If, like me, you’re not a professional website designer, creating the perfect look for your website via custom CSS can be quite a challenge. But through sheer dint of hard work and research we do it anyway. But a few weeks later, we’ve pretty much forgotten everything. If at that point you were to ask me to pinpoint the precise additions and changes, I wouldn’t be able to tell you. And why should I? It’s over and done with. Right?
Your first instinct is to simply delve into the “style.css” file and start modifying code. It’s the easiest and most direct way to change the look of your blog. When you read tutorials on the web about a particular CSS functionality, they simply tell you to go modify the style.css file. That’s all well and good. But what happens when your theme gets an upgrade? The new files come in and replace the old ones – including your carefully modified style.css. Even if you’ve had enough foresight to take a backup, isolating the changes you’ve made in your code and comparing it to the new version can be extremely difficult depending on your specific modifications. Suddenly you find you have to revisit your CSS knowledge, and redo all of the hard work of modifying your blog again. Surely there must be a better way. Here are three distinct methods to protect your custom CSS from theme upgrades:
1. Link to a separate CSS file from header.php;
2. Use a theme with export/import functionality;
3. Use a plugin.
Use a Separate CSS File
One elegant way to preserve your custom CSS is to put all of your changes into a separate file. Let’s say you call it “custom.css” and upload it to your home directory. So if your blog address is baabaablacksheep.com, the URL to the file will be baabaablacksheep.com/custom.css. Now we just need to find a way to include this into your pages. Go to your “header.php” file and add the following line:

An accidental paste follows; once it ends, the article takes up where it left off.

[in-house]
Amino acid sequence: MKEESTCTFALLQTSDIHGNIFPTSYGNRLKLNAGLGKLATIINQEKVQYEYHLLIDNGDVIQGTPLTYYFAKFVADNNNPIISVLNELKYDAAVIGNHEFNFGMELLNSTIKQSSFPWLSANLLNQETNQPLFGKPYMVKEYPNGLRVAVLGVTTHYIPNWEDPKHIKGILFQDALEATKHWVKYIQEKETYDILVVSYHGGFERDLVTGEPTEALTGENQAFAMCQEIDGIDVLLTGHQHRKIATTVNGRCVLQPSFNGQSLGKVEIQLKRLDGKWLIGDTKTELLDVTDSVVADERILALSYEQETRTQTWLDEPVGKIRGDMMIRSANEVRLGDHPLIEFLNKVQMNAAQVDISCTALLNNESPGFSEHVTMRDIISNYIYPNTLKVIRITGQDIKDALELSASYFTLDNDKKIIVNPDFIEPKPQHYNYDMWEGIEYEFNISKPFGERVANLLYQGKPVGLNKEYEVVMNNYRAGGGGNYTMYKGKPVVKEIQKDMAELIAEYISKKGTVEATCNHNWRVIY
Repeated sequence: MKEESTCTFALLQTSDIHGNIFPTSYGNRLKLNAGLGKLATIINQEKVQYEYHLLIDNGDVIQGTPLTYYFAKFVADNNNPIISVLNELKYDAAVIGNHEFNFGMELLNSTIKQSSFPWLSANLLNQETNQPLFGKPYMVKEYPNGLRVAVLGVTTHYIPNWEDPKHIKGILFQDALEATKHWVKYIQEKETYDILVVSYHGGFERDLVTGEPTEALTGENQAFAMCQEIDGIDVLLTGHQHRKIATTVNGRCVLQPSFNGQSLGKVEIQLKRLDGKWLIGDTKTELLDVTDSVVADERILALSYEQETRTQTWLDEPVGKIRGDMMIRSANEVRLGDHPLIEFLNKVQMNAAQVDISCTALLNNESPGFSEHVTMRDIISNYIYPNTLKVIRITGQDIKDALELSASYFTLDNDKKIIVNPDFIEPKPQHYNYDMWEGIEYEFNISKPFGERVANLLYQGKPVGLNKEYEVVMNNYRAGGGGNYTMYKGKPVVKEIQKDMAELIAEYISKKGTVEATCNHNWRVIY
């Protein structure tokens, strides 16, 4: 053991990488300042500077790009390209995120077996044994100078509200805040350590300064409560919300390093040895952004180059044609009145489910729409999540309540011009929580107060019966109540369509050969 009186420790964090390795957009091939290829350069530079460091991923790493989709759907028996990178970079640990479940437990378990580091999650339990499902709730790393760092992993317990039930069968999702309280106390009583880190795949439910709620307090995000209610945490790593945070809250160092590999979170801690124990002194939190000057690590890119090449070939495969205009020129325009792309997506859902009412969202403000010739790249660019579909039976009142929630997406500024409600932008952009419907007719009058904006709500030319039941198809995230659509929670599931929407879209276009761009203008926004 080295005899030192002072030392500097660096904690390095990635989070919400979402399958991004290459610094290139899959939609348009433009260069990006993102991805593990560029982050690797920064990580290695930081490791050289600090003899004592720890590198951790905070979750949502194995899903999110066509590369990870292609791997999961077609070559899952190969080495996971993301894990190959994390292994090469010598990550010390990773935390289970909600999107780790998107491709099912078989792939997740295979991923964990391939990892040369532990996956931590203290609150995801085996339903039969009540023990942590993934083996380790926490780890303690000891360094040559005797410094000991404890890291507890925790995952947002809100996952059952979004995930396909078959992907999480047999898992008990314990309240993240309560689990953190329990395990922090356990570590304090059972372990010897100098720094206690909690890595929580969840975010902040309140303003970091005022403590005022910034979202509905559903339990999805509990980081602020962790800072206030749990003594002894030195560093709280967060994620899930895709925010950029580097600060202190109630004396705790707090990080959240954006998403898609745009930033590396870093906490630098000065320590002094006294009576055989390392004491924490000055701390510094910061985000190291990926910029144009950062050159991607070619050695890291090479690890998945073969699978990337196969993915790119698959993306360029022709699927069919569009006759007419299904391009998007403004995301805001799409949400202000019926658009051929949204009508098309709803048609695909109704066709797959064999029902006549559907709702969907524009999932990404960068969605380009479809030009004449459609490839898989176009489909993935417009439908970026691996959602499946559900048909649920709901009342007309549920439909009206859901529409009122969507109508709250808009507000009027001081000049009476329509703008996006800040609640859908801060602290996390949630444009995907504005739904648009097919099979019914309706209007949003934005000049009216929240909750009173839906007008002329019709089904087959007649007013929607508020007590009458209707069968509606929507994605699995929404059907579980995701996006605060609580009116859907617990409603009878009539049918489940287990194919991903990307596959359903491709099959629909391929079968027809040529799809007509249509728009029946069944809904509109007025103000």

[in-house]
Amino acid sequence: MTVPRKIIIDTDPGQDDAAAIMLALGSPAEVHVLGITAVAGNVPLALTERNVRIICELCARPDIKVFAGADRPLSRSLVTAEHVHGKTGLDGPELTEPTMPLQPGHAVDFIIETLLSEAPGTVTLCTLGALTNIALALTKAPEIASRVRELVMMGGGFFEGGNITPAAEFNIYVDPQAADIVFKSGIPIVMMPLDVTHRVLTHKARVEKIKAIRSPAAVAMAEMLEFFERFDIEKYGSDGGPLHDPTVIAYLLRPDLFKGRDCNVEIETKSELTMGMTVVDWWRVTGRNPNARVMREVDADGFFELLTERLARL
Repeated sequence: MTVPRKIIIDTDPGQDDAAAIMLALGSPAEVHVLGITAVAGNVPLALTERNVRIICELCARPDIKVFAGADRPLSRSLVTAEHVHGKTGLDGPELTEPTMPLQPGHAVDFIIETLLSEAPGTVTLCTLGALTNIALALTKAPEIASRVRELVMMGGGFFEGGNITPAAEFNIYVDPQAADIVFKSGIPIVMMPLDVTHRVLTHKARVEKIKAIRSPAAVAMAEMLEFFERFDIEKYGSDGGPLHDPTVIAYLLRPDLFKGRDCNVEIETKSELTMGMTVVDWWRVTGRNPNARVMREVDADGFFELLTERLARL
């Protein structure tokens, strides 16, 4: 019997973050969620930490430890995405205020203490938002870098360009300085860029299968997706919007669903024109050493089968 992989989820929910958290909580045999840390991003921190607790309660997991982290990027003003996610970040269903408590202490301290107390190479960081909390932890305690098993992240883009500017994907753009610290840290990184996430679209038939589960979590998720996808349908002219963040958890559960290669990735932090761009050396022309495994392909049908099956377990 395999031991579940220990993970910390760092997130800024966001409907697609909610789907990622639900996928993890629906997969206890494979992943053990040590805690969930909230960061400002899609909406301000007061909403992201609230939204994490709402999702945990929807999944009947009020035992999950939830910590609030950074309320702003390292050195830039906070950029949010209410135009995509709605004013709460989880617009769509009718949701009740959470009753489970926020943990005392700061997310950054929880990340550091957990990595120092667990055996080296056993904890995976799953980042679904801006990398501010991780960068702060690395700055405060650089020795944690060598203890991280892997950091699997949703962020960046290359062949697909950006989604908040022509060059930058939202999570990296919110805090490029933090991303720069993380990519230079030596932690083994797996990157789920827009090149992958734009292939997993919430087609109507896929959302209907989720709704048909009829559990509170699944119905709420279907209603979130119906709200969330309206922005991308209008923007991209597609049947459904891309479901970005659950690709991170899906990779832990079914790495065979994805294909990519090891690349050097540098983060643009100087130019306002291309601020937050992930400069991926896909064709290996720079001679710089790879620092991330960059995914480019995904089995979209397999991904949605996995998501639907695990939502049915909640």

<link rel="stylesheet" href="<?php site_url(); ?>
/custom.css" type="text/css" media="screen" />
This will include your custom CSS file in every page. You can override the existing CSS styling by using a custom class that will take precedence. This method will persist all of your CSS modifications even when your theme author roles out an upgrade.
Use a Theme with Import/Export Functionality
Certain themes are extremely customizable. They allow you to change the look and feel of your site to an unprecedented level. One example is Atahualpa. As an added bonus, it also has the ability to export all of your settings and changes. Once you do that, you can upgrade your theme and simply re import the backed up file. While it may not be as seamless as the first method, it also doesn’t require you to mess around in core WordPress files.
We saw this coming right? :) . WordPress is a plug-in for everything! All you have to do is install an extension like Custom CSS Manager and make your CSS changes there. No need to modify either theme files or WordPress files and everything will persist after innumerable upgrades. A special mention goes out to Jetpack - the plug-in created by Auttomatic themselves. Amongst all of its myriad options, there is a functionality that allows you to create your own custom CSS and either append it to your existing stylesheet or replace it entirely. A very elegant solution if you already have it installed anyway.
So don’t let all of your hours creating the perfect look for your site be wasted. Spend a few additional minutes ensuring that your work is abstracted from the dangers of automatic theme or WordPress updates.